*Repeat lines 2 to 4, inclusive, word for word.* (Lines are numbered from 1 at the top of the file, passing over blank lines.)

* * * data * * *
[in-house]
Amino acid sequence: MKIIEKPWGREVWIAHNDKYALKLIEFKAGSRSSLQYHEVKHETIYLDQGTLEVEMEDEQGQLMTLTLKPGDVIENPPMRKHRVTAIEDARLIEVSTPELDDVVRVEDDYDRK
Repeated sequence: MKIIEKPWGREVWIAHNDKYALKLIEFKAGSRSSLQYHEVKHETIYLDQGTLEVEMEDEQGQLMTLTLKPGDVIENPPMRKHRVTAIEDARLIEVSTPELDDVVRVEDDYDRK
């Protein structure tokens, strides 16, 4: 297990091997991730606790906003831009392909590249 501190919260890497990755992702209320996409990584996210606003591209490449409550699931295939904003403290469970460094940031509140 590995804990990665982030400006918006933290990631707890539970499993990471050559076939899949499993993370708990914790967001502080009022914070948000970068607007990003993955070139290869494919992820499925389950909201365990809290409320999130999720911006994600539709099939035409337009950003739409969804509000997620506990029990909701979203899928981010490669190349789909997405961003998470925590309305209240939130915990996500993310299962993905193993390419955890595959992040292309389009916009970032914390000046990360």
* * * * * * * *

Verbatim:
Amino acid sequence: MKIIEKPWGREVWIAHNDKYALKLIEFKAGSRSSLQYHEVKHETIYLDQGTLEVEMEDEQGQLMTLTLKPGDVIENPPMRKHRVTAIEDARLIEVSTPELDDVVRVEDDYDRK
Repeated sequence: MKIIEKPWGREVWIAHNDKYALKLIEFKAGSRSSLQYHEVKHETIYLDQGTLEVEMEDEQGQLMTLTLKPGDVIENPPMRKHRVTAIEDARLIEVSTPELDDVVRVEDDYDRK
């Protein structure tokens, strides 16, 4: 297990091997991730606790906003831009392909590249 501190919260890497990755992702209320996409990584996210606003591209490449409550699931295939904003403290469970460094940031509140 590995804990990665982030400006918006933290990631707890539970499993990471050559076939899949499993993370708990914790967001502080009022914070948000970068607007990003993955070139290869494919992820499925389950909201365990809290409320999130999720911006994600539709099939035409337009950003739409969804509000997620506990029990909701979203899928981010490669190349789909997405961003998470925590309305209240939130915990996500993310299962993905193993390419955890595959992040292309389009916009970032914390000046990360």